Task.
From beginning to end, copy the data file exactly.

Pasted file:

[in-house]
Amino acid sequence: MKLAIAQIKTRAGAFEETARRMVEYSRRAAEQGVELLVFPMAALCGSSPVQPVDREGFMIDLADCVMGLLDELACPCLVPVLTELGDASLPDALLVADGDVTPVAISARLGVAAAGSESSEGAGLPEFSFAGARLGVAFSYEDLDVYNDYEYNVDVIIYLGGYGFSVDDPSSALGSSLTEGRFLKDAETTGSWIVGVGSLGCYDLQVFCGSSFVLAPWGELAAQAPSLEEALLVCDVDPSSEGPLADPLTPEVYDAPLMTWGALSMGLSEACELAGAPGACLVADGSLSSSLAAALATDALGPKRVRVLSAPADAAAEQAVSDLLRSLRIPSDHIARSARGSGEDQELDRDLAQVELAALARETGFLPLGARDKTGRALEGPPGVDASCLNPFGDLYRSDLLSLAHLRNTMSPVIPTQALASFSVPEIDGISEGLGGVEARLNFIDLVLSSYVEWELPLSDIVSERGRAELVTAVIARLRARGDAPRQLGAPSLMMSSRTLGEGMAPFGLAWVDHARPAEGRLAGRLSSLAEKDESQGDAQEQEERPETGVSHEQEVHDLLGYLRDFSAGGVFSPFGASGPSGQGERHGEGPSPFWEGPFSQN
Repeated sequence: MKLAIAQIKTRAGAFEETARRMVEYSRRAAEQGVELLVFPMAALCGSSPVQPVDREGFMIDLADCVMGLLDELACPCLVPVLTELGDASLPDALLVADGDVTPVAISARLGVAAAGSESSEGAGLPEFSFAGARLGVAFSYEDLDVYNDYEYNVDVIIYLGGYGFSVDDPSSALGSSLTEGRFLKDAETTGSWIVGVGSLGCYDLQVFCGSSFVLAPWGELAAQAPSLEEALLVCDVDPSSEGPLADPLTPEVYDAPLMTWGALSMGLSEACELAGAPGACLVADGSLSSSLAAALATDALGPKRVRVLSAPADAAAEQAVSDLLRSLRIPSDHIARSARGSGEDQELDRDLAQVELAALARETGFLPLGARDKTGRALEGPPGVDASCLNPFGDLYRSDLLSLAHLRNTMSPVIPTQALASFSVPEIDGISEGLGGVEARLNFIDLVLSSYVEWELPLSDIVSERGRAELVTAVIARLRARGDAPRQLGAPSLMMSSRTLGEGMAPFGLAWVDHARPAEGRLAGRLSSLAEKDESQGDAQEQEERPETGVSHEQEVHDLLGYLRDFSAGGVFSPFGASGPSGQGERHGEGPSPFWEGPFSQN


[in-house]
Amino acid sequence: MKLAIAQIKTRAGAFEETARRMVEYSRRAAEQGVELLVFPMAALCGSSPVQPVDREGFMIDLADCVMGLLDELACPCLVPVLTELGDASLPDALLVADGDVTPVAISARLGVAAAGSESSEGAGLPEFSFAGARLGVAFSYEDLDVYNDYEYNVDVIIYLGGYGFSVDDPSSALGSSLTEGRFLKDAETTGSWIVGVGSLGCYDLQVFCGSSFVLAPWGELAAQAPSLEEALLVCDVDPSSEGPLADPLTPEVYDAPLMTWGALSMGLSEACELAGAPGACLVADGSLSSSLAAALATDALGPKRVRVLSAPADAAAEQAVSDLLRSLRIPSDHIARSARGSGEDQELDRDLAQVELAALARETGFLPLGARDKTGRALEGPPGVDASCLNPFGDLYRSDLLSLAHLRNTMSPVIPTQALASFSVPEIDGISEGLGGVEARLNFIDLVLSSYVEWELPLSDIVSERGRAELVTAVIARLRARGDAPRQLGAPSLMMSSRTLGEGMAPFGLAWVDHARPAEGRLAGRLSSLAEKDESQGDAQEQEERPETGVSHEQEVHDLLGYLRDFSAGGVFSPFGASGPSGQGERHGEGPSPFWEGPFSQN
Repeated sequence: MKLAIAQIKTRAGAFEETARRMVEYSRRAAEQGVELLVFPMAALCGSSPVQPVDREGFMIDLADCVMGLLDELACPCLVPVLTELGDASLPDALLVADGDVTPVAISARLGVAAAGSESSEGAGLPEFSFAGARLGVAFSYEDLDVYNDYEYNVDVIIYLGGYGFSVDDPSSALGSSLTEGRFLKDAETTGSWIVGVGSLGCYDLQVFCGSSFVLAPWGELAAQAPSLEEALLVCDVDPSSEGPLADPLTPEVYDAPLMTWGALSMGLSEACELAGAPGACLVADGSLSSSLAAALATDALGPKRVRVLSAPADAAAEQAVSDLLRSLRIPSDHIARSARGSGEDQELDRDLAQVELAALARETGFLPLGARDKTGRALEGPPGVDASCLNPFGDLYRSDLLSLAHLRNTMSPVIPTQALASFSVPEIDGISEGLGGVEARLNFIDLVLSSYVEWELPLSDIVSERGRAELVTAVIARLRARGDAPRQLGAPSLMMSSRTLGEGMAPFGLAWVDHARPAEGRLAGRLSSLAEKDESQGDAQEQEERPETGVSHEQEVHDLLGYLRDFSAGGVFSPFGASGPSGQGERHGEGPSPFWEGPFSQN